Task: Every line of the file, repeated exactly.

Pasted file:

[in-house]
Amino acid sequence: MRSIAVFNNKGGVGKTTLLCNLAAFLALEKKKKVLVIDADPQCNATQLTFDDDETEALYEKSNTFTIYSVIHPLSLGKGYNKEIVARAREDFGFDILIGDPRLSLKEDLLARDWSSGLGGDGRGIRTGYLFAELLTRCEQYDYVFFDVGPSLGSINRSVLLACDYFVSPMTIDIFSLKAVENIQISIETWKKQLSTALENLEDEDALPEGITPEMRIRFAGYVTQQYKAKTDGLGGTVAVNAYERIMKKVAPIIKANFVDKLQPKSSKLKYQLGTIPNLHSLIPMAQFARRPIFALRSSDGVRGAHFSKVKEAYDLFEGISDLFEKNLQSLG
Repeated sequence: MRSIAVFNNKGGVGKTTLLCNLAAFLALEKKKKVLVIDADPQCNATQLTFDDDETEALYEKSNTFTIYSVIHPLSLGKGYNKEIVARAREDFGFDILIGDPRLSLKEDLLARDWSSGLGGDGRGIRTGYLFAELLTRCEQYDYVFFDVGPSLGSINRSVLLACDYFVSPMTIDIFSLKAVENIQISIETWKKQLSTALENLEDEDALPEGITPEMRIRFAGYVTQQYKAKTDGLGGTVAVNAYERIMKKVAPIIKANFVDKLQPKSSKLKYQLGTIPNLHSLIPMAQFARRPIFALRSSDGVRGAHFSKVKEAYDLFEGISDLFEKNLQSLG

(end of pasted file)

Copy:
[in-house]
Amino acid sequence: MRSIAVFNNKGGVGKTTLLCNLAAFLALEKKKKVLVIDADPQCNATQLTFDDDETEALYEKSNTFTIYSVIHPLSLGKGYNKEIVARAREDFGFDILIGDPRLSLKEDLLARDWSSGLGGDGRGIRTGYLFAELLTRCEQYDYVFFDVGPSLGSINRSVLLACDYFVSPMTIDIFSLKAVENIQISIETWKKQLSTALENLEDEDALPEGITPEMRIRFAGYVTQQYKAKTDGLGGTVAVNAYERIMKKVAPIIKANFVDKLQPKSSKLKYQLGTIPNLHSLIPMAQFARRPIFALRSSDGVRGAHFSKVKEAYDLFEGISDLFEKNLQSLG
Repeated sequence: MRSIAVFNNKGGVGKTTLLCNLAAFLALEKKKKVLVIDADPQCNATQLTFDDDETEALYEKSNTFTIYSVIHPLSLGKGYNKEIVARAREDFGFDILIGDPRLSLKEDLLARDWSSGLGGDGRGIRTGYLFAELLTRCEQYDYVFFDVGPSLGSINRSVLLACDYFVSPMTIDIFSLKAVENIQISIETWKKQLSTALENLEDEDALPEGITPEMRIRFAGYVTQQYKAKTDGLGGTVAVNAYERIMKKVAPIIKANFVDKLQPKSSKLKYQLGTIPNLHSLIPMAQFARRPIFALRSSDGVRGAHFSKVKEAYDLFEGISDLFEKNLQSLG